Hidden Hearing Loss Linked to Tinnitus, Harvard Study Finds

Written by Camilla Jessen

May.10 - 2024 9:40 AM CET

Photo: Shutterstock.com
Photo: Shutterstock.com
Researchers at Harvard University have discovered that tinnitus may be a sign of hidden hearing loss.

Trending Now

Tinnitus, a condition characterized by a persistent ringing or whining sound in the ears, affects between 10 to 25 percent of adults globally, according to the World Health Organization (WHO).

Despite its prevalence, no effective treatment has been identified — until, perhaps, now.

Researchers from Harvard University, in collaboration with Massachusetts Eye and Ear, have made significant strides in understanding the underlying causes of tinnitus. They believe it is linked to a form of hearing loss not detectable by standard hearing tests.

Brain Activity Increases in Response to Nerve Damage

The study revealed that individuals with chronic tinnitus tend to experience a loss of auditory nerve fibers and exhibit increased brain activity. This pattern was not observed in individuals without tinnitus.

The research supports the theory that the brain compensates for hearing loss by increasing activity, which inadvertently generates the internal sounds associated with tinnitus.

The findings were published in a recent press release by the university, shedding new light on the mechanisms behind this often-debilitating condition.

The damage to the auditory nerve, which transmits sound signals from the ear to the brain, is central to the development of tinnitus.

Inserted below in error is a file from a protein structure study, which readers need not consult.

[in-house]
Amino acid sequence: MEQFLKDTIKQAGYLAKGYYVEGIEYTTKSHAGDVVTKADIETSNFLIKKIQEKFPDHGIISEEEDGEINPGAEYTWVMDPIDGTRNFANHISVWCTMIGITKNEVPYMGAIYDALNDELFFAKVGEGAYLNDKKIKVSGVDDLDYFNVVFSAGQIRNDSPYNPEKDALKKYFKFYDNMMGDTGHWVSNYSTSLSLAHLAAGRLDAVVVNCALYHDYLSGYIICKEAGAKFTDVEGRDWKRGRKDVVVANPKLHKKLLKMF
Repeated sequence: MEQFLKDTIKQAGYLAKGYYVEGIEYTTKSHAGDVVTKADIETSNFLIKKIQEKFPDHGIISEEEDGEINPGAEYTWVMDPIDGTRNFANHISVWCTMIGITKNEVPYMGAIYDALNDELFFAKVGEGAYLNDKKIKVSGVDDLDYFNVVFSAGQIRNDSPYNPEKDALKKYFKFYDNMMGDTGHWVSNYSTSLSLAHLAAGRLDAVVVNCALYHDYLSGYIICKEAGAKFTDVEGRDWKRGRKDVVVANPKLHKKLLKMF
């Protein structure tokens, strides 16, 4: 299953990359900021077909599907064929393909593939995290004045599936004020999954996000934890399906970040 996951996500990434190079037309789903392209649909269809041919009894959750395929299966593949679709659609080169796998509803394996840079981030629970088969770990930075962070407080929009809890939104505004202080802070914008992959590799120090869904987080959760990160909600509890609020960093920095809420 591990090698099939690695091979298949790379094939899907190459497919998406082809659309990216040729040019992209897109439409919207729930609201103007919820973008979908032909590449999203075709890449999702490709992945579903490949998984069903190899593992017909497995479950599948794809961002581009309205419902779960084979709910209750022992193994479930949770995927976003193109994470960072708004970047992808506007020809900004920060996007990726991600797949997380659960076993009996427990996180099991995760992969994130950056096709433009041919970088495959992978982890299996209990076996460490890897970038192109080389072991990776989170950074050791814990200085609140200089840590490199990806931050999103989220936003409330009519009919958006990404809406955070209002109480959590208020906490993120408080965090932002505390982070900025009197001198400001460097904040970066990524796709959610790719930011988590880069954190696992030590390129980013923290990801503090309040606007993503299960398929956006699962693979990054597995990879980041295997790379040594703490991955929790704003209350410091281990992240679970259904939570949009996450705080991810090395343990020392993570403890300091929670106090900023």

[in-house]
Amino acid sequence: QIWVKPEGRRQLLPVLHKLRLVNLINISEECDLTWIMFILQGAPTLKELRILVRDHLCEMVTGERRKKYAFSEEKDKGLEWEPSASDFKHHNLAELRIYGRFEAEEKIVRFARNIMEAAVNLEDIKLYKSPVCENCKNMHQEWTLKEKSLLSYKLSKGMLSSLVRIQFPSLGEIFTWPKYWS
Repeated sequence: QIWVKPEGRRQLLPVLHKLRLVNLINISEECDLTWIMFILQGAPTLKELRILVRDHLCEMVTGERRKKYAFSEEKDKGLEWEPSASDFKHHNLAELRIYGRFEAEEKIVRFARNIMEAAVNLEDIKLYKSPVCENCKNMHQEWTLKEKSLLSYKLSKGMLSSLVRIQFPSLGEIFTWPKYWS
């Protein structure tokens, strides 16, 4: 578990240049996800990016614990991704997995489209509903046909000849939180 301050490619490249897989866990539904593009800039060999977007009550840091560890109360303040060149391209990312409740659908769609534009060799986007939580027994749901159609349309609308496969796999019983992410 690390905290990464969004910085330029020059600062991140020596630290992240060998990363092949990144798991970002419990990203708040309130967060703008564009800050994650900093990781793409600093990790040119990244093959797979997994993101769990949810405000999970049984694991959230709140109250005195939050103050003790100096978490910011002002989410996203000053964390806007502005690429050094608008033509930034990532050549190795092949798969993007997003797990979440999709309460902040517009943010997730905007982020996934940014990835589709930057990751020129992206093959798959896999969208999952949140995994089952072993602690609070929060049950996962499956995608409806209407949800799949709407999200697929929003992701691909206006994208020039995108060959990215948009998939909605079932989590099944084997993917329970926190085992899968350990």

Conventional hearing tests, which typically assess the ability to hear external sounds, fail to detect this nerve damage. This has led researchers to suggest that tinnitus might actually be a symptom of this "hidden" hearing loss.

Hope for Treatment

For those who recognize their hearing loss, interventions such as hearing aids can alleviate tinnitus.

But when tinnitus exists without recognized hearing loss, patients often do not receive the necessary support, leaving them to struggle with the condition unaided.

The study, however, offers a glimmer of hope.

Researchers note that while some nerve fibers are destroyed, others remain intact, and animal studies have indicated that it is possible to regenerate these fibers.

"If one day we can regenerate fibers in humans, it may be able to return lost information to the brain and thereby reduce brain hyperactivity and the perception of tinnitus," explained Stéphane Maison, a researcher specializing in tinnitus and a professor at Harvard Medical School’s Department of Otolaryngology–Head and Neck Surgery.

This breakthrough could pave the way for new treatments that not only help manage tinnitus but potentially reverse the underlying causes associated with nerve damage.

Most Read